From my earlier quote from wiki:  "(creosote) is the compound responsible for the preservation and the flavor of meat in the process of smoking. The name is derived from the Greek kréas (κρέας), meaning "flesh", and sōtēr (σωτήρ), meaning "preserver""
    ______________________________________________
    This is my signature line just so you're not confused.  Love me or hate me, I am forum Marmite.
    Large and Medium BGE, Kamado Joe Jr, Akorn Jr, smoker with a 5k btu AC, gas grill, fire pit, pack of angry cats, two turntables and a microphone, my friend.  Registered republican.
    New Orleans, LA - we know how to eat 

  • fishlessmanfishlessman Posts: 22,718
    why just blame the wood, my kitchen stove doesnt burn wood yet there is grease building up on the ceiling
    :))alot of that tarpaper substance has to be grease
  • nolaeggheadnolaegghead Posts: 26,331
    Creosote gets a bad name because it causes chimney fires and the coal-tar creosote smells terrible (everyone knows how telephone poles stink).  Liquid smoke flavor is basically wood creosote.
    ______________________________________________
    This is my signature line just so you're not confused.  Love me or hate me, I am forum Marmite.
    Large and Medium BGE, Kamado Joe Jr, Akorn Jr, smoker with a 5k btu AC, gas grill, fire pit, pack of angry cats, two turntables and a microphone, my friend.  Registered republican.
    New Orleans, LA - we know how to eat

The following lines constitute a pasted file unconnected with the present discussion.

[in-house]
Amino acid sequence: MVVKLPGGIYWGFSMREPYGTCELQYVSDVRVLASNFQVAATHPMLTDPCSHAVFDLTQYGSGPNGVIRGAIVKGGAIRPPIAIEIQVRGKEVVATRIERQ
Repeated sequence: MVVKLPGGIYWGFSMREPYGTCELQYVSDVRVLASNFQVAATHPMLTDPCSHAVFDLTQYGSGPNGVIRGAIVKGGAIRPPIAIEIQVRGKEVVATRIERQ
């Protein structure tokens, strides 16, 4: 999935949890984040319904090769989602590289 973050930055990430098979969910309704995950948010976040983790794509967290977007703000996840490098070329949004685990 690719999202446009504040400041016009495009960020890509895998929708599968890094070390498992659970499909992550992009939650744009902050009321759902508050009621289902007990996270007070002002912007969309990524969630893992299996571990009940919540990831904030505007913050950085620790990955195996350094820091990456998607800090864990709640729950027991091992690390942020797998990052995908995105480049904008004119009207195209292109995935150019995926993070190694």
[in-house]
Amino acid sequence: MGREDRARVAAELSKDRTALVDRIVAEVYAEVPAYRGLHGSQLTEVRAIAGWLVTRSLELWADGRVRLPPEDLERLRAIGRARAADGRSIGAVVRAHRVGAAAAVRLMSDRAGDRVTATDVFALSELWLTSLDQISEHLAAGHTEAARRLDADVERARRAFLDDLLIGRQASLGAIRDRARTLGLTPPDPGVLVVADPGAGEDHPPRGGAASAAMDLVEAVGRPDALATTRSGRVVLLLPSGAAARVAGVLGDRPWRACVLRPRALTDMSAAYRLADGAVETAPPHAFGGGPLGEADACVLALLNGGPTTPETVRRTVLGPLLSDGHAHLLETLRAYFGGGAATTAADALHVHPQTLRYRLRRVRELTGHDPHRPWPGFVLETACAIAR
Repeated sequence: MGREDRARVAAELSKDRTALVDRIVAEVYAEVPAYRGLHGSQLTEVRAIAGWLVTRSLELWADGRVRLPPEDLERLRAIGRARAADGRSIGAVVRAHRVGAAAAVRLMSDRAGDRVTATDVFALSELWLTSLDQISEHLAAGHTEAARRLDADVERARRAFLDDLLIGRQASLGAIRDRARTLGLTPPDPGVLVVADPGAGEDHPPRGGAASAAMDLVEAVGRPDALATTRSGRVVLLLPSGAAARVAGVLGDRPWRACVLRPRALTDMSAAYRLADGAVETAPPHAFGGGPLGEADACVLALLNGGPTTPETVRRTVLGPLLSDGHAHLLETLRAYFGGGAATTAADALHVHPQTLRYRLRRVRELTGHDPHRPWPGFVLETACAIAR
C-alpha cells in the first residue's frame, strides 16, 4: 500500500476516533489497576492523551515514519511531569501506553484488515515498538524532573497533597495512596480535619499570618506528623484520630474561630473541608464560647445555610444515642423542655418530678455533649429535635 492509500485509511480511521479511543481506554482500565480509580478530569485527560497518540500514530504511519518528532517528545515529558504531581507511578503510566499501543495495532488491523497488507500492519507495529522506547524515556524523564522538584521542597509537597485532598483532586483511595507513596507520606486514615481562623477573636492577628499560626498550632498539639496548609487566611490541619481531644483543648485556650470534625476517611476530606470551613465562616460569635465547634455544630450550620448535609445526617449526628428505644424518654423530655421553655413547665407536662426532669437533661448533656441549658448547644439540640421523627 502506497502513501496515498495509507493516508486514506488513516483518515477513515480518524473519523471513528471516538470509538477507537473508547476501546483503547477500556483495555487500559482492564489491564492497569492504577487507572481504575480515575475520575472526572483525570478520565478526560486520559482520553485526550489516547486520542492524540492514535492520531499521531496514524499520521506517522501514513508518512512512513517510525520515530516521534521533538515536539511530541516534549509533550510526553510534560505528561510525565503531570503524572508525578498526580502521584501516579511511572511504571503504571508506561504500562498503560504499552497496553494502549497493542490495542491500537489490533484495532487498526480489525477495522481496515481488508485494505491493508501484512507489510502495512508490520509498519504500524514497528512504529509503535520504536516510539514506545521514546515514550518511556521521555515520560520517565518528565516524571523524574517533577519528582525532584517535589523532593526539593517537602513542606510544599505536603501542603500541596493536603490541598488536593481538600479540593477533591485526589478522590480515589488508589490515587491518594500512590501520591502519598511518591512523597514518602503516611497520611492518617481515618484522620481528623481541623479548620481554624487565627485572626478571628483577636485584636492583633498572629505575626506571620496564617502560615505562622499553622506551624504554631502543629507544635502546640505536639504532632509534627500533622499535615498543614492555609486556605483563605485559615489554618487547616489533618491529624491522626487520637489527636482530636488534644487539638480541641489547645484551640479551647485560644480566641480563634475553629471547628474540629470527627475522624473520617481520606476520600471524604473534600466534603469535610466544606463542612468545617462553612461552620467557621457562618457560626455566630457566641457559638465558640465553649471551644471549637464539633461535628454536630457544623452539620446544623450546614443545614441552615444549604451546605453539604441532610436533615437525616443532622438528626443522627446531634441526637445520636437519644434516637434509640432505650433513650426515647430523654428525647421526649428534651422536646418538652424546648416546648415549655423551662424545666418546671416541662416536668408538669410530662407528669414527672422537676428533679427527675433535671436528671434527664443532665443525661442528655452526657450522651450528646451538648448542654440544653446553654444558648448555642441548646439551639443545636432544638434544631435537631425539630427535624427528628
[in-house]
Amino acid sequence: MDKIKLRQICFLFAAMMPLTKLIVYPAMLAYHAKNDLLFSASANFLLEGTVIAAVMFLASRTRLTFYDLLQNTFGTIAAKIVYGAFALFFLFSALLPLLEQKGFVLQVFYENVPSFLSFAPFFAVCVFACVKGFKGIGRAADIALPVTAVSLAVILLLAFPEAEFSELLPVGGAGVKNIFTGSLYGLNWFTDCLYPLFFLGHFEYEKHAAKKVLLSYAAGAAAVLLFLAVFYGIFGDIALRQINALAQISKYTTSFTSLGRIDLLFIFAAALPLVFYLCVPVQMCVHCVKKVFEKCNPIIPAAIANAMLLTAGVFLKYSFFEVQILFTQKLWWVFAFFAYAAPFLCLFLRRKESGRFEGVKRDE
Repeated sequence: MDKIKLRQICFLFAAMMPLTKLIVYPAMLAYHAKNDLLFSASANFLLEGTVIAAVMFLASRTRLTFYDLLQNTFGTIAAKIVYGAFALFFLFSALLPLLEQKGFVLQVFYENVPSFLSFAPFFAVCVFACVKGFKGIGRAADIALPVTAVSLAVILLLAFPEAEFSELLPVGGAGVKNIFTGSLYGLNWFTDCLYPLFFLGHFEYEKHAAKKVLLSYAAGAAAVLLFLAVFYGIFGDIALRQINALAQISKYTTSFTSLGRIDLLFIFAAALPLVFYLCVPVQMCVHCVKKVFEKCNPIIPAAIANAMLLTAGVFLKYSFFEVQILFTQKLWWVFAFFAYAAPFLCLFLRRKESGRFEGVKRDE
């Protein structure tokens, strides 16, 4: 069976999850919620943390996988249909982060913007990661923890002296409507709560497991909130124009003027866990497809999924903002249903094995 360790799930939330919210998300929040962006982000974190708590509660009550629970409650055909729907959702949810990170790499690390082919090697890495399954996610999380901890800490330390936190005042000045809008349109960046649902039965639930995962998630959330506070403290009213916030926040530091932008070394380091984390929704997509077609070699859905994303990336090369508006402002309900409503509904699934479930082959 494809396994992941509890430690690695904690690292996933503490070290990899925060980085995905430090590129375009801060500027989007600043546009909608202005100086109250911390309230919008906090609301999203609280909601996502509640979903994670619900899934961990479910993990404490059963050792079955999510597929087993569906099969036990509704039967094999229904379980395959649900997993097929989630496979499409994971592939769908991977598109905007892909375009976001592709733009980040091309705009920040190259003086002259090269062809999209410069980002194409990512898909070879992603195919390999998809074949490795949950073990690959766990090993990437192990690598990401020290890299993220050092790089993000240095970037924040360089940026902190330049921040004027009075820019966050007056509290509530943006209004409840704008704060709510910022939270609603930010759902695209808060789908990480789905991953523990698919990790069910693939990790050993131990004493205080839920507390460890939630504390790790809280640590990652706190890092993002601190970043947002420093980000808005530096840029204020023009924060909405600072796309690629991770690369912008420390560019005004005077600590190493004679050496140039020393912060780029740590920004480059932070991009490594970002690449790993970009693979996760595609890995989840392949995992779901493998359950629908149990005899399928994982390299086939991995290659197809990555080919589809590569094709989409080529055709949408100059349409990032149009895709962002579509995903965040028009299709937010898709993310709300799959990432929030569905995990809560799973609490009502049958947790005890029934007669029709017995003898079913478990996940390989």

• stikestike Posts: 15,597
    There's no wood in an egg unless you add chips or chunks. And even when you do, there's very little wood involved.

    We're being distracted by the assumption that it's creosote causing the problem to begin with. It's highly likely it's the far worse taste of VOCs or closed vents from the infamous 'dwell' method of screwing up, i mean cooking, a steak.
    ed egli avea del cul fatto trombetta -Dante
  • twlangantwlangan Posts: 299
    I have been around wood boilers all my life. Creosote forms from burning wood that is too wet - or letting fires smolder too long. Ideally, in a wood furnace, you want to build "flash fires". You want good dry wood, let it have plenty of air, let it burn hot and fast, and go out. That is how I burn wood myself. My furnace has a draft fan on it that has never been used. I open the bottom ash door and let it have all the air it needs. The only problem with this method is the house temp varies. During and right after a flash fire, the house may get a bit too warm - and then cools off. We let it get rather cool before building another fire. This is not ideal for many people, but we'd rather deal with the temp swings than lose the house to a chimney fire. I clean my chimney each Fall and never have creosote. 

    Sooooo, how does this apply to the Egg? Well, we are using a smoldering fire while cooking on an Egg. We limit air intake to control the temp. If you are putting a big chunk of oak in there each time you cook, it is smoldering and creating creosote just like a wood furnace would do. My suggestion would be to chop that oak up into much smaller pieces, let it dry out as much as possible, and limit how much you put in each time you cook. I believe that meat will only take on smoke flavor for a fairly short period of time - until the meat temp reaches a certain point. At that point, it is pointless to continue adding wood for more smoke.